Lawyers for Lee Baca are expected to argue Monday that the corruption case against the former Los Angeles County sheriff should be moved to Orange or Riverside counties because prior negative publicity has made it impossible to find an impartial jury in Los Angeles County.
“Based on the constant, inflammatory, and far-reaching media coverage surrounding this matter, a trial within the Central District of California, particularly within Los Angeles County, will violate Mr. Baca’s due process rights,” the defense motion states.
At the hearing, Baca’s attorneys will also recommend that federal prosecutor Brandon Fox be removed from the forthcoming trial because he is a potential defense witness.
Baca faces trial Dec. 6 before U.S. District Judge Percy Anderson for allegedly helping to obstruct a federal probe into misconduct by jail deputies. He is charged with conspiring to obstruct justice, obstructing justice and lying to the federal government, stemming from his alleged response in 2011 to a covert FBI investigation into corruption and brutality by guards at Men’s Central Jail.
Defense attorney Nathan Hochman says the 74-year-old ex-lawman is suffering from Alzheimer’s disease and was impaired by the illness at the time of the charged offenses five years ago.
In August, Anderson ordered a psychological examination to determine if Baca suffers from any mental impairment that would prevent him from understanding the corruption charges against him or assisting in his own defense. That issue is expected to be discussed at a Nov. 21 hearing.
A different judge recently denied Baca’s attempt to disqualify Anderson, who has overseen other high-profile cases involving the FBI investigation into civil rights abuses at county jails.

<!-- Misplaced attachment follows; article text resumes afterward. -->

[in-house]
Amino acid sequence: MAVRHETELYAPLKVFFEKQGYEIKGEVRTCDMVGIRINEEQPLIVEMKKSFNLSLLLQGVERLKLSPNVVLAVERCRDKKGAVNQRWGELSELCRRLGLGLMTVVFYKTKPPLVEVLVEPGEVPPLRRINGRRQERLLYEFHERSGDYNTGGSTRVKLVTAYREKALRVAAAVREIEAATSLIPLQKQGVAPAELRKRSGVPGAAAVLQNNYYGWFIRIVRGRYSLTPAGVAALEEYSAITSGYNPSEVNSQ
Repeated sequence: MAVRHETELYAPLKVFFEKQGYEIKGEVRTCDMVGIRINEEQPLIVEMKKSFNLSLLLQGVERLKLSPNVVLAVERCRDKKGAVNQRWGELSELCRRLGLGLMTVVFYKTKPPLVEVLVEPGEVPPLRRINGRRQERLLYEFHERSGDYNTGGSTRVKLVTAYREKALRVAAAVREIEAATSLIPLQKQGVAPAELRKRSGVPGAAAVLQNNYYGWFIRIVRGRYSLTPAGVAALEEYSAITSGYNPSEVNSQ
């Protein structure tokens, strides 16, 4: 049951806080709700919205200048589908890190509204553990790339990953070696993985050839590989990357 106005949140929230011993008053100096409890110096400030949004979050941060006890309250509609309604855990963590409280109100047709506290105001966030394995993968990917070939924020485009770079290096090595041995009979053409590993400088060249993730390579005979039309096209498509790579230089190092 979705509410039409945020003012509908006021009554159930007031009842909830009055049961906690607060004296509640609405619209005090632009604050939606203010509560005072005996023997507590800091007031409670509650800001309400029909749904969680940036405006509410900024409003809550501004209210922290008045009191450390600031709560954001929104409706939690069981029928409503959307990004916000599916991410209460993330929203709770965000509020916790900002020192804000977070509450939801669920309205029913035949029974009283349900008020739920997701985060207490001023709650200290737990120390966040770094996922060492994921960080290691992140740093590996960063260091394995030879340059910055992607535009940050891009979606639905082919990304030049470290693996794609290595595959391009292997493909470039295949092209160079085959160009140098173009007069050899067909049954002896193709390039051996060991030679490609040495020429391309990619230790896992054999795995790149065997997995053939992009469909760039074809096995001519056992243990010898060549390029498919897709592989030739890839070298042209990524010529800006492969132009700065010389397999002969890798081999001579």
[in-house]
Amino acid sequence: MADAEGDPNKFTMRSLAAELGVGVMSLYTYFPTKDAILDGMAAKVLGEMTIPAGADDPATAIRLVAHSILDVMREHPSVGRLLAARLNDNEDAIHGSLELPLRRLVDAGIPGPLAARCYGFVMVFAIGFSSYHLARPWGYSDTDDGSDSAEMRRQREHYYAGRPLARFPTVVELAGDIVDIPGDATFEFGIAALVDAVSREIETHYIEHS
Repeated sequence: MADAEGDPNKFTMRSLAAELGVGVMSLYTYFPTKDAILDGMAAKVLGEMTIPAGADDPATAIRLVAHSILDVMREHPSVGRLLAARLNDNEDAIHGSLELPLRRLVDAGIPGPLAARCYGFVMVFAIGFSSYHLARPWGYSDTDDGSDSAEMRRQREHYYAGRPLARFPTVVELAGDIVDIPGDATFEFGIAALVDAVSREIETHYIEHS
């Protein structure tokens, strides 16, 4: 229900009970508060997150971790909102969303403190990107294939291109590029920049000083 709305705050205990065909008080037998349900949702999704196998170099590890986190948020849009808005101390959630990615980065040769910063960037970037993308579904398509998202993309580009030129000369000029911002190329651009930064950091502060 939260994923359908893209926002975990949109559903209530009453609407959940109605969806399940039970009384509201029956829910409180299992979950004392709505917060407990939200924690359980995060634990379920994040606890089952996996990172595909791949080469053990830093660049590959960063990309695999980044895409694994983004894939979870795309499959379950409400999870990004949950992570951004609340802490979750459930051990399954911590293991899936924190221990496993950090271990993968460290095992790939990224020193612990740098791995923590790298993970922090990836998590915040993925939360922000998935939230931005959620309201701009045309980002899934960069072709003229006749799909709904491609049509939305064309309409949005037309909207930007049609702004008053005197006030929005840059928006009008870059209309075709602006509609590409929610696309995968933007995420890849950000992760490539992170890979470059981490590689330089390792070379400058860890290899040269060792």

Defense attorneys had argued that Anderson was already convinced of Baca’s guilt. However, U.S. District Judge Otis Wright denied the motion and responded in an 11-page order that Baca’s concerns were unfounded.
Baca previously backed out of a plea deal on the lying count — which called for him to serve no more than six months in prison — after Anderson rejected the agreement as too lenient. If Baca had not withdrawn from the plea, he could have been handed a sentence of five years behind bars.
He was subsequently indicted on the new charges, and could face up to 20 years in federal prison if convicted of all counts, according to the U.S. Attorney’s Office.
Although Baca admitted in court to lying to investigators, that and other previous admissions cannot be used against him in the current case.
Baca — who ran the nation’s largest sheriff’s department for 16 years — claims he knew nothing of the plan to impede the jails probe and that his former second-in-command, Paul Tanaka, was in charge of the operation. Ten ex- sheriff’s officials — including Tanaka — have been convicted or pleaded guilty in connection with the obstruction case.
Tanaka, who alleges his former boss initiated the plan, was sentenced by Anderson to five years in prison, but is free pending appeal.
Baca retired in 2014 at the height of the federal probe. He had been sheriff since December 1998.
A federal appellate panel upheld the convictions of seven former sheriff’s department officials convicted in the conspiracy.